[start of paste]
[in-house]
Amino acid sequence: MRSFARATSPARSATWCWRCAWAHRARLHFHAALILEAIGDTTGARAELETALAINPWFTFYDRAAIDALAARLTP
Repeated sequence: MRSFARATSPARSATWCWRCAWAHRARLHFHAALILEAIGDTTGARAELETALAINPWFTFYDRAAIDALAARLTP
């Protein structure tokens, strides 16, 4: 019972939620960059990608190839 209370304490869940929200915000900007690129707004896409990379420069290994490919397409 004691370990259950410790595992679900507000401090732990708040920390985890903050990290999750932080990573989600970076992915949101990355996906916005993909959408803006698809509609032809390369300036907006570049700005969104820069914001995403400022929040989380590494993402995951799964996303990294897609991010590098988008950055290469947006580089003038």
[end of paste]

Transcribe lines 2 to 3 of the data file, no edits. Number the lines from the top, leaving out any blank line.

Amino acid sequence: MRSFARATSPARSATWCWRCAWAHRARLHFHAALILEAIGDTTGARAELETALAINPWFTFYDRAAIDALAARLTP
Repeated sequence: MRSFARATSPARSATWCWRCAWAHRARLHFHAALILEAIGDTTGARAELETALAINPWFTFYDRAAIDALAARLTP